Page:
Directed by Anne Lewis
Color, 29:30 minutes, 1992
A native of eastern Kentucky, Belinda Mason was, as she says, “a small town journalist, a young mother, a reliable Tupperware party guest” until she became infected with the HIV virus in 1987. She decided to go public with her condition and spent the rest of her life as a powerful advocate for AIDS prevention, education, treatment, and human rights.
In this program, Belinda talks about her own experiences dealing with AIDS and the support she found within her rural community: “AIDS is less about dying than about choosing how to live.” Included is a presentation she made with her pastor to members of the Southern Baptist Convention: “People ask me if I think AIDS is a punishment from God. I can’t pretend to fathom what God is thinking, but maybe we should look at AIDS as a test, not for the people who are infected, but for the rest of us.” Belinda also comments on her role and responsibilties as a national spokesperson for people with AIDS, saying “One Bush Administration insider, when asked to explain the President’s decision to bestow a coveted seat on the National Commission on AIDS on me, observed that I was ‘palatable’ like mashed potatoes and gravy.” Funny, down to earth, and never self pitying, Belinda speaks with a moving eloquence of our need for a collective response to AIDS which is not crippled by racism, homophobia, fear or ignorance.
“Belinda Mason’s warmth, wisdom, and determination has provided us with a legacy that should inspire us for decades to come. One of the many powerful insights she left us was that, in contrast to excessive and unreasonable fear of HIV, we should all be worried about losing our humanity by failing to respond, for, as Belinda said, ‘In all of human history, there has never been a cure for that.'” Dr. June Osborn, Chairperson, National Commission on AIDS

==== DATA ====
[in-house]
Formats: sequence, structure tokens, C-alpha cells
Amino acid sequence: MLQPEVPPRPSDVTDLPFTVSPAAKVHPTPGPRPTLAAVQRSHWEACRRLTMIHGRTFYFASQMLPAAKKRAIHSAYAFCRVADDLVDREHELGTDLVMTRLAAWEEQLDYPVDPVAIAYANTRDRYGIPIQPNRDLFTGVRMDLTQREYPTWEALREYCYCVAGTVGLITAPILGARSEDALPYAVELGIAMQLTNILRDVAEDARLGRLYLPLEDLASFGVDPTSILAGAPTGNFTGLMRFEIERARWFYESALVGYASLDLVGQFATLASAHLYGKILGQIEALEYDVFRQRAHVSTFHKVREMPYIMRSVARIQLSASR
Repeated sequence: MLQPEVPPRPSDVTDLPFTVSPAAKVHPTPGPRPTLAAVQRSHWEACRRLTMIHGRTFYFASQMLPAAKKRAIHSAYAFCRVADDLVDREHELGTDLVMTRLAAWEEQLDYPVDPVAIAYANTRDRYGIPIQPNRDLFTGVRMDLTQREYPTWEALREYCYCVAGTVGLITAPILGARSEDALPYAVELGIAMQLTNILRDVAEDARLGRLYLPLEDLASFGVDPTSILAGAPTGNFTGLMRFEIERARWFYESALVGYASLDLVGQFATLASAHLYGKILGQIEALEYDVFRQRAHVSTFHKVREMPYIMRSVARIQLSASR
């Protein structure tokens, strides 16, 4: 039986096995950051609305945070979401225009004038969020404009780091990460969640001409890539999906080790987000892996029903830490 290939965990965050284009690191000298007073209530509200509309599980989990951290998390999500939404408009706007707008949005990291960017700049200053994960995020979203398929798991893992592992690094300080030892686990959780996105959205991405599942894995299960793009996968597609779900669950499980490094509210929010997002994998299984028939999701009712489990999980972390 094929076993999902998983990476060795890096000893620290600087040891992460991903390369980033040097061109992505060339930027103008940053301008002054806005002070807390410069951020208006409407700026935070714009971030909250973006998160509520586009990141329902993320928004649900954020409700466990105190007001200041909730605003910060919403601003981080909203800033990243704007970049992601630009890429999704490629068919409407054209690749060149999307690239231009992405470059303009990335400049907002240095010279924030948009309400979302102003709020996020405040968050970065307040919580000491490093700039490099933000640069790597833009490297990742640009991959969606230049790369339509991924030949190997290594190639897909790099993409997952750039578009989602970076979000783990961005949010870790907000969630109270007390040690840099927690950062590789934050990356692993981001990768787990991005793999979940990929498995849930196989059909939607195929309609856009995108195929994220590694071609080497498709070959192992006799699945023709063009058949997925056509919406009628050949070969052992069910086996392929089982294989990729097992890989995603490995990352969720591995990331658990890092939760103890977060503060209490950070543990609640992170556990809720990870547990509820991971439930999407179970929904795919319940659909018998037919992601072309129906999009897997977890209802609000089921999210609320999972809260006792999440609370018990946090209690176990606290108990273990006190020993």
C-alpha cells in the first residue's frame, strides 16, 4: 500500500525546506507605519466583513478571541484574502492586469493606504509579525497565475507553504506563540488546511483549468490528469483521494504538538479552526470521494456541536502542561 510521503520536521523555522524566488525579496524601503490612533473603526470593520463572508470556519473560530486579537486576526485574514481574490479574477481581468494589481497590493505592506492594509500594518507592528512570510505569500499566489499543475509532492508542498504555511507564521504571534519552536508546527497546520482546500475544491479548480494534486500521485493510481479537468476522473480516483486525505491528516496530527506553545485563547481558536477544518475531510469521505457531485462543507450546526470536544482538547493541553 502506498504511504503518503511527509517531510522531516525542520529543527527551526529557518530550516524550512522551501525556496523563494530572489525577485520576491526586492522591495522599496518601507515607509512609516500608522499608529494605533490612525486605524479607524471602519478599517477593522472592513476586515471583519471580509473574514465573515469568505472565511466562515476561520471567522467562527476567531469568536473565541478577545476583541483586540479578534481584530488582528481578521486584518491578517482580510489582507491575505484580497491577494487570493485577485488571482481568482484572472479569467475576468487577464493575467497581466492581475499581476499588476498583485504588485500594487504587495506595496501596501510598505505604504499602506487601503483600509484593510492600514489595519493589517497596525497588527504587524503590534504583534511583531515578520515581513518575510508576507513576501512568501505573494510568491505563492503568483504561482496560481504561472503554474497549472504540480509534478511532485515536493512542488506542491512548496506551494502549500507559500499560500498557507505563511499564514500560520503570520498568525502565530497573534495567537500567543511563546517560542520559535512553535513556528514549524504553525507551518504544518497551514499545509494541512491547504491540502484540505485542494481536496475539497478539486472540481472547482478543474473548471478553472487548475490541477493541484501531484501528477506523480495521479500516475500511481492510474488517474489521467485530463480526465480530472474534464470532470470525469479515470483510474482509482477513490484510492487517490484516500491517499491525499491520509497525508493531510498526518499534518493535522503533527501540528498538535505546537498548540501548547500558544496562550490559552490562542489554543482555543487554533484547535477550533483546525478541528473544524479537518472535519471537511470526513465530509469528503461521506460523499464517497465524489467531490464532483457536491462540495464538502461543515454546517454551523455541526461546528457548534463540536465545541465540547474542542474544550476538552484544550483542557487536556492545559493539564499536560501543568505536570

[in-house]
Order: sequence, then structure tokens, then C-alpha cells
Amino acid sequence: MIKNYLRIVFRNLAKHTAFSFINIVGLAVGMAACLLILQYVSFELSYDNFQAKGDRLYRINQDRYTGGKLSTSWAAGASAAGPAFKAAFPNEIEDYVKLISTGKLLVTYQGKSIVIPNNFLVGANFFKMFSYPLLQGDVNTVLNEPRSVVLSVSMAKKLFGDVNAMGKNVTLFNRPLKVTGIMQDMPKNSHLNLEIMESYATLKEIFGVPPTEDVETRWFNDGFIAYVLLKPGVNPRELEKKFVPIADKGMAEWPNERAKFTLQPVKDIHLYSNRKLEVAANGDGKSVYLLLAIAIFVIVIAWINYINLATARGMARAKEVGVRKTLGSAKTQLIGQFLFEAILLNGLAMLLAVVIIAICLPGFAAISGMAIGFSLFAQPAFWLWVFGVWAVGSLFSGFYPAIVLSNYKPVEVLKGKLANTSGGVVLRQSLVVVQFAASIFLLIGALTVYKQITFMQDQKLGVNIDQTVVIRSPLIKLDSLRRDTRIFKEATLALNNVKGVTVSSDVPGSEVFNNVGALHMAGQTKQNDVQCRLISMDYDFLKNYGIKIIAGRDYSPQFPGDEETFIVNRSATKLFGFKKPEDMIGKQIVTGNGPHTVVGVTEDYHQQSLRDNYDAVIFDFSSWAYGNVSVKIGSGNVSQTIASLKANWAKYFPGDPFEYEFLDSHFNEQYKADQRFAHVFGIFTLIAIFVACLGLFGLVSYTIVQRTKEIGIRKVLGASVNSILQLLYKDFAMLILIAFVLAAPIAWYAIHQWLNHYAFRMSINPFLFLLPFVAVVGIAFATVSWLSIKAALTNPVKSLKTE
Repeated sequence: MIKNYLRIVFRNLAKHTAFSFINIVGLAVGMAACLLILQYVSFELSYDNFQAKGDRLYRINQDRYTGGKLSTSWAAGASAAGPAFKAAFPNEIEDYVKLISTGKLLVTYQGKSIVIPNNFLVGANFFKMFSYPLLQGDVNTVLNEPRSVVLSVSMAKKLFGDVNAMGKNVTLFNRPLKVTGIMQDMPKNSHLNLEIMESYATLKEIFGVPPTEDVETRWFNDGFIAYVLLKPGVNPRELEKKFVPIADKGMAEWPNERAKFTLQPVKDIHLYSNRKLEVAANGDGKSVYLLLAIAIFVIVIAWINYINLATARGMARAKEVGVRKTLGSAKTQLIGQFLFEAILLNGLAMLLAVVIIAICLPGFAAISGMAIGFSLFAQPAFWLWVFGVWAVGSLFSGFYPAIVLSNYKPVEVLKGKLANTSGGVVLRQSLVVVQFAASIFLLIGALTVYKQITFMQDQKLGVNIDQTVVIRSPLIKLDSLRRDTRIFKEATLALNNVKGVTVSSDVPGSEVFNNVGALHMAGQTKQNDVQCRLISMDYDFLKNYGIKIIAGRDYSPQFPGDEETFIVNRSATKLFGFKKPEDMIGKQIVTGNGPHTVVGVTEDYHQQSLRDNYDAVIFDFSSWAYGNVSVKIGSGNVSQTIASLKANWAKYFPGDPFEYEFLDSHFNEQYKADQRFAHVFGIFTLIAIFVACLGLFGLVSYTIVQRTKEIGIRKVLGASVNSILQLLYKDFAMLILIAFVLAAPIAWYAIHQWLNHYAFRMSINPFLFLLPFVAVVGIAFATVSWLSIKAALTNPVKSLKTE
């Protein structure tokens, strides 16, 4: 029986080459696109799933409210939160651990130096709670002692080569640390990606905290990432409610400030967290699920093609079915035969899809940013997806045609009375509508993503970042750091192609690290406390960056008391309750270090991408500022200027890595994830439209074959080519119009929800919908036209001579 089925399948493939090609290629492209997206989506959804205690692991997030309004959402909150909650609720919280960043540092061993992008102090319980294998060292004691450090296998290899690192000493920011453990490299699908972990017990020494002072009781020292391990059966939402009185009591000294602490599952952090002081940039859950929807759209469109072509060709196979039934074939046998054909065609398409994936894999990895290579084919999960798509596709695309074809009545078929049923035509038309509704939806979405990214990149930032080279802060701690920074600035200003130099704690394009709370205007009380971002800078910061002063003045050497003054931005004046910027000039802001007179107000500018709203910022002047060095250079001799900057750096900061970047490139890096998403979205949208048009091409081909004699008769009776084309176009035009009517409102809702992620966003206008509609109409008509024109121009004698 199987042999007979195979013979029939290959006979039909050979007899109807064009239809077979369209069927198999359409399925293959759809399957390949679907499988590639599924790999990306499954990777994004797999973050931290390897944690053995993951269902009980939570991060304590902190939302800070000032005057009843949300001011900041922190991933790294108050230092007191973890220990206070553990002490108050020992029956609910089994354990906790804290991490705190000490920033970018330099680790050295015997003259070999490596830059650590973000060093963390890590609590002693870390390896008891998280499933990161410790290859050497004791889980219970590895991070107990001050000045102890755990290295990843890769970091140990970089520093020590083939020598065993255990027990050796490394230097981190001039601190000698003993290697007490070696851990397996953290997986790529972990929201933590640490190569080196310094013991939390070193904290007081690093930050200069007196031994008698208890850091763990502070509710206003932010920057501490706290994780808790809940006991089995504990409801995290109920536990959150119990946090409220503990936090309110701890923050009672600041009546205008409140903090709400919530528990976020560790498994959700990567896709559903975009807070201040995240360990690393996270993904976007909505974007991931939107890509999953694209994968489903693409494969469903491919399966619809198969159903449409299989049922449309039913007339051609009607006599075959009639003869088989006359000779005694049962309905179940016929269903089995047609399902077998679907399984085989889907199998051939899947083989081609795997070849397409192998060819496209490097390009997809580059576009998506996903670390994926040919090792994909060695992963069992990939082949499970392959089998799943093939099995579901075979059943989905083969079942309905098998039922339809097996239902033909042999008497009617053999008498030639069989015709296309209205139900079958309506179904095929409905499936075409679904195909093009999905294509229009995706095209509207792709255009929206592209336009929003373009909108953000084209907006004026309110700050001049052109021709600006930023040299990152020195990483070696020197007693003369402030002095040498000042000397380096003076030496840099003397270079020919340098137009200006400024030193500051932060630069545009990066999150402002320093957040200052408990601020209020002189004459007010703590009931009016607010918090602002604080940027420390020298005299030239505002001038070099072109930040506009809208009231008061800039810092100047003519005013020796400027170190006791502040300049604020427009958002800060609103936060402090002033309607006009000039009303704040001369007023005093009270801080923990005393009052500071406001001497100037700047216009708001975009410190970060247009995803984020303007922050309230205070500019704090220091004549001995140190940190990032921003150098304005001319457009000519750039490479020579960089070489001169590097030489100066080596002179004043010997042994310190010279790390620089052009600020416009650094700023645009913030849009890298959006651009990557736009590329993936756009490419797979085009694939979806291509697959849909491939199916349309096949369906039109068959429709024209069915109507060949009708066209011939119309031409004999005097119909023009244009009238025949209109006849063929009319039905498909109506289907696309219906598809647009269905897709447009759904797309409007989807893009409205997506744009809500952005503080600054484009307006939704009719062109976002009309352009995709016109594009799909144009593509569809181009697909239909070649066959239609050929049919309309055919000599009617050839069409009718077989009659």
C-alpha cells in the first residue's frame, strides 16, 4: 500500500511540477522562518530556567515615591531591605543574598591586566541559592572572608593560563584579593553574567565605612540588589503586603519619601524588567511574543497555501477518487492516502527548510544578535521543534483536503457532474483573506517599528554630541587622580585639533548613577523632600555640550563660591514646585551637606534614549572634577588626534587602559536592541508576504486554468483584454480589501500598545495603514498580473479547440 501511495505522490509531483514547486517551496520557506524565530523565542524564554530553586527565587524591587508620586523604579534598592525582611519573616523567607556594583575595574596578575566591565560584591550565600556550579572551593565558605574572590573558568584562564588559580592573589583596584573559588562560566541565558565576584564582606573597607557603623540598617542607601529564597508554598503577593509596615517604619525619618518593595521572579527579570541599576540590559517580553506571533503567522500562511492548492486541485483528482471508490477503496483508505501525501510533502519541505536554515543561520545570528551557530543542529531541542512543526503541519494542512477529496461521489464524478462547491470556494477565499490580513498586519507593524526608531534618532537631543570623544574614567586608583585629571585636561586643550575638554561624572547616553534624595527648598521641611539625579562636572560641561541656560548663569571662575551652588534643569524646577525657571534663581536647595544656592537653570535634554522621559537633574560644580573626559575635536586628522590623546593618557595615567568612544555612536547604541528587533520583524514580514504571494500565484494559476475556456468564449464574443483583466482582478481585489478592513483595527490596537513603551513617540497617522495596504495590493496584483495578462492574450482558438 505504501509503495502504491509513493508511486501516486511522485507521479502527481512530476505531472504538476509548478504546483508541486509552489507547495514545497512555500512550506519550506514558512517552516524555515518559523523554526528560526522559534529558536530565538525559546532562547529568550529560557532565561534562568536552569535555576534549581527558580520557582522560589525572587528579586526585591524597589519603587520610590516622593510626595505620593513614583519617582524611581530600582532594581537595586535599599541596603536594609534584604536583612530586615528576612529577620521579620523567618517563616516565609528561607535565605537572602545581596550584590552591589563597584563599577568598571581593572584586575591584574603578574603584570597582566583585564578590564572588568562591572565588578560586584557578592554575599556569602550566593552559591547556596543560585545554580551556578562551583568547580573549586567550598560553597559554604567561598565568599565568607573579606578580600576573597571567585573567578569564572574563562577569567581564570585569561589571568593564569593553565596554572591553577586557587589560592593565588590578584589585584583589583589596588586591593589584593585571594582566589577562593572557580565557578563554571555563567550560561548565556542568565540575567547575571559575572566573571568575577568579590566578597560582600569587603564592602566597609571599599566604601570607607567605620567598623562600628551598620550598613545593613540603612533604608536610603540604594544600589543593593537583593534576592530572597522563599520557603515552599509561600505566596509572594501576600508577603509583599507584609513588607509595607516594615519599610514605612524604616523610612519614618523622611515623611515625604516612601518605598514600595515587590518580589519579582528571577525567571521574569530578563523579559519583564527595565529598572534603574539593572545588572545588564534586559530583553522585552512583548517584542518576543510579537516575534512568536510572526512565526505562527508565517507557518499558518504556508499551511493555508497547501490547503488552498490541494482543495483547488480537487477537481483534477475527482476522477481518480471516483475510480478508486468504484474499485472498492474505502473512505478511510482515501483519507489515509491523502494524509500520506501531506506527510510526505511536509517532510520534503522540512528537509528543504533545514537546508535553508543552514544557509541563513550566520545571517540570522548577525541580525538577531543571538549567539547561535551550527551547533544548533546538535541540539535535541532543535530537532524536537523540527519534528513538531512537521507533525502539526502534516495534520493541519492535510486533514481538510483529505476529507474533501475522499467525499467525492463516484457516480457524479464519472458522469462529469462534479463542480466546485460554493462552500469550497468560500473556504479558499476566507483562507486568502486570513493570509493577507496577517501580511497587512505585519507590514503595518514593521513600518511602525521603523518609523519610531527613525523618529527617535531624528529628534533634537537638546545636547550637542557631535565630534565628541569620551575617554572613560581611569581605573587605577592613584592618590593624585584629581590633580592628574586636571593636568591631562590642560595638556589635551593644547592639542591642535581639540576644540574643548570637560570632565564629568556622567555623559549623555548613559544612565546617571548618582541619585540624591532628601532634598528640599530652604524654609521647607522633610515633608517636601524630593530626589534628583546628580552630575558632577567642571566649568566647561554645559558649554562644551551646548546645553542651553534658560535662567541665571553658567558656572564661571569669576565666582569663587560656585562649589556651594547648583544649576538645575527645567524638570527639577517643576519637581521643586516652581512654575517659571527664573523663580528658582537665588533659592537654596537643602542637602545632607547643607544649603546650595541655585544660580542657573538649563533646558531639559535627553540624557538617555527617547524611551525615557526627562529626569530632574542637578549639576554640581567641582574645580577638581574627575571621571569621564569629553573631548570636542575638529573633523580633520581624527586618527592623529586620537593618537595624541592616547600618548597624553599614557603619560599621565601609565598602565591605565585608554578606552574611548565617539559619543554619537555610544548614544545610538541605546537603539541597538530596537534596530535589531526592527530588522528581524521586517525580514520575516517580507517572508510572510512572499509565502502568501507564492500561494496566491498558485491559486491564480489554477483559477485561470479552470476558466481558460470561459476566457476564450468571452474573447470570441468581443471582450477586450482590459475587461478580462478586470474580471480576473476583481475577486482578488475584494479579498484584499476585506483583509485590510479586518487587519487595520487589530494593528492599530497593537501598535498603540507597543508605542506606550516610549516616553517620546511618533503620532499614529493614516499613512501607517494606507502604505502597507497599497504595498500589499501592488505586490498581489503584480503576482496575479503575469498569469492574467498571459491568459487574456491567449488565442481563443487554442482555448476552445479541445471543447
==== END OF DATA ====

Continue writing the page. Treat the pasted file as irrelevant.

“Belinda the AIDS activist, Belinda the healer, Belinda the talker, Belinda the narrator of this program, invites people to be open and unafraid and then demands, in her undemanding way, that they do the right thing.” Kate Black, AIDS activist, Lexington, Kentucky
“…indelibly portrays an inspiring role model whose priorities influenced how she lived and helped others…” Booklist
“Belinda” is a film of extraordinary grace…not about persons with AIDS, it is fundamentally about what it means to be human and what it takes for a society and a church to remain human.” Malcolm Warford, President/Bangor Theological Seminary
“…Anne Lewis has produced her most powerful and important documentary yet. “Belinda” speaks eloquently for a generation of HIV infected people. We teach listening to the patient’s perspective, but this film teaches us much more about the life choices we all face and make. It is wonderfully sensitizing to the human condition.” John Standridge, M.D.
“This remarkable woman’s witness…challenges all of us who would live a faith that counts for something.” The Religious Public Relations Council/Wilbur Awards